Landlord “Notice to Quit” FAQ and State Laws

This article will briefly explain the beginning of the eviction process, what is a “Notice to Quit” and provide a list of each state’s requirements with regard to the length of time within which a tenant is to be permitted with the ability to “cure” – to make payment, vacate the premises or otherwise remedy certain types of problems that are of concern a landlord.

What Is A Notice To Quit ?

A Notice to Quit is the first step, required by law, that a landlord must take in order to regain possession of rental property. There are three types of Notices to Quit which are provided on through this site in the legal forms section as well and also commonly available at local courts.

Why Do We Have A Notice To Quit ?

When a tenant does not pay rent or abuses the property, a landlord is entitled to take legal action to protect the real estate investment. Basic law requires that the tenant must get notice of the problem concerning the landlord and have a reasonable chance to correct it or leave the premises. This prevents misunderstandings from being brought to court and wasting valuable court time.

When Should A Landlord Use A Notice To Quit?

A Notice to Quit may be used when:

  • Rent is not paid on time (non-payment proceedings)
  • The tenant refuses to leave after the lease expires (holdover proceedings)
  • No lease exists and the landlord simply wants the tenant to vacate (eviction)
  • The tenant creates a health hazard at the premises or physical damages the property which is serious and ongoing

How Do You Serve A Notice To Quit?

  • Personal Service: Notice is given directly to the tenant, e.g. the Super provides the tenant with the notice
  • Mail Service: The notice is sealed in an envelope, properly addressed to the tenant, and placed in the mailbox of a reputable mail carrier (the law will generally presume that the notice will be received by the recipient within a short time specified by law – best to send with a certified method of mail to determine date actually received by tenant.)

Notice to Quit – By State

The following is a chart providing the number of days to cure a default in payment of rent or notice to quit.


State Days Notes
Alabama 10
Alaska 7
Arizona 5
Arkansas 10
California 3
Colorado 3
Connecticut 3
Delaware 5
D.C. 5
Florida 3
Georgia 7
Hawaii 5
Idaho 3
Illinois 5
Indiana 10
Iowa 3
Kansas 3 For leases with pay period 3 months or less
Kansas 10 For leases with pay period more than 3 months
Kentucky 7
Louisiana 10 sent at least 10 days prior to end of current month/pay period
Massachusetts 14
Maine 7
Maryland 9 5 days to appear in court followed by 4 days to vacate
Michigan 7
Minnesota 14
Mississippi 3
Missouri 0 Immediate
Montana 3
Nebraska 3
Nevada 5
New Hampshire 7
New Hampshire 30 month to month leases
New Jersey 30 Must accept rent remitted at any time prior to trial
New Mexico 3
New York 3
North Carolina 10
North Dakota 3
Ohio 3
Oklahoma 5
Oregon 10
Pennsylvania 15 Lease may specify a shorter time
Rhode Island 5
South Carolina 5
South Dakota 3
Tennessee 10
Texas 3
Utah 5
Vermont 14
Virginia 5
Washington 10
West Virginia 0 Immediate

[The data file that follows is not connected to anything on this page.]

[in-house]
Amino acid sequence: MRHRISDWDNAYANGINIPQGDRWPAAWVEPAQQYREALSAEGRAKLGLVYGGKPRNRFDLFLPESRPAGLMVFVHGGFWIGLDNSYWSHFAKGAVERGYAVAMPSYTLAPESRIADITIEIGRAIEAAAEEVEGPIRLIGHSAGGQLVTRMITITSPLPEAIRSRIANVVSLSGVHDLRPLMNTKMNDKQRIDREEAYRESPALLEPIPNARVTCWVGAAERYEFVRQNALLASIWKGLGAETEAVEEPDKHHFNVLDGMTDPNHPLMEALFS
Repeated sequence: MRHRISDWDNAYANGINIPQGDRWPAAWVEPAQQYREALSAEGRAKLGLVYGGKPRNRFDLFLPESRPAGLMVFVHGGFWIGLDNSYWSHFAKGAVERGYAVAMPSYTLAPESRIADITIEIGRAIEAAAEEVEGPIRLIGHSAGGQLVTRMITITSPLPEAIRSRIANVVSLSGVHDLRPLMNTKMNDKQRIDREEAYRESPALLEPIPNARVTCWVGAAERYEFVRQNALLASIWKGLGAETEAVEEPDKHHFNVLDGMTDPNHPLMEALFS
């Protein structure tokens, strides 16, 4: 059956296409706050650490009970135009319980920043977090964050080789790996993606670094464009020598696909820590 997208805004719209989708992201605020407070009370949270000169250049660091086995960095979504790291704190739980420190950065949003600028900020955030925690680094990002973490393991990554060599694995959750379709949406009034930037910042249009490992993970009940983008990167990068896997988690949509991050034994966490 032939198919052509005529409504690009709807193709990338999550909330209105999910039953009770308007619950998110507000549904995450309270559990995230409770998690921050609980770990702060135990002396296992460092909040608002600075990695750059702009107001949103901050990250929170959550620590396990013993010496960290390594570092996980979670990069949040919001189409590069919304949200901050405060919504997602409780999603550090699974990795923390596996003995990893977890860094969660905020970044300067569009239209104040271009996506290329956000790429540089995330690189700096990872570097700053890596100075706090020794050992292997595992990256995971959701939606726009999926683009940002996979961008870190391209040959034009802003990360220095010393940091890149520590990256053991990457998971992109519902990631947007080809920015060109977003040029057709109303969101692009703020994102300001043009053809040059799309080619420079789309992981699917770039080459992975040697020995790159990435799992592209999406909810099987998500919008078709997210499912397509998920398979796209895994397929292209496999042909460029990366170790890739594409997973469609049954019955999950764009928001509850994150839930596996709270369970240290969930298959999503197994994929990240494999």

Wisconsin 5
Wisconsin 14 Occurring second time in 1 year for year to year leases
Wisconsin 30 If to terminate lease of more than 1 year
Wyoming 3

As the law changes from time to time, please consult with your landlord-tenant attorney to make sure that the time appearing on this chart is accurate for your state.

Michael M Wechsler, Esq.

Michael M. Wechsler is an experienced attorney, founder of TheLaw.com and former SVP of Zedge.net. He has published hundreds of articles online covering a variety of legal topics and regularly provides free legal advice at The Law Forums.

Michael M Wechsler, Esq. – has written posts on TheLaw.com Guide.


Comments

  1. says

    Dear Sir, my son and I live in New York City Housing Authority development. According my lease I had no choice but to sign, all tenants not working 30hrs or making over $8,000 a yr., not permanently disabled(such as myself) has to do 96hrs of community service per year as part of their tenancy. Mr. Bill Clinton signed this into law before he left office. We feel this is unconstitutional, my son is my caretaker, and I would have to take him off my lease by May 1st, 2010, even though they know I need his constant help with my daily activities of living. He can’t find a job. What’s your opinion on this? Thankyou for your acknowledgment.

  2. ed ensor says

    my landord owns the condo im renting,which i moved into 4 months ago he assured me when i moved in that my dog could live here too now the condo association has poken to me to let me know pets are not allowed ..turns out owners who bought before they changed the rule can have pets …new owners or renters cannot my landlord knew this but stiil thought we would be ok….im wondering what my legal rights are as far as havingh to move and money paid in rent and moving expences twice(in and out) landlord hasn’t told me yet but i know its coming , as they are going to fine him for this violation…fine is $100 not sure if that is $100 a month or what

  3. says

    Oregon- Notice to Quit for Non payment of rent. Oregon specifies several time lines regarding this notice depending on the method of Service.
    For more information please contact Oregon Legal Assistance Service Landlord Tenant Hotline at 503-701-6589.

  4. TheLaw Staff says

    Thanks for the information. Perhaps we should add that in or we’ll include it in another Landlord-Tenant FAQ.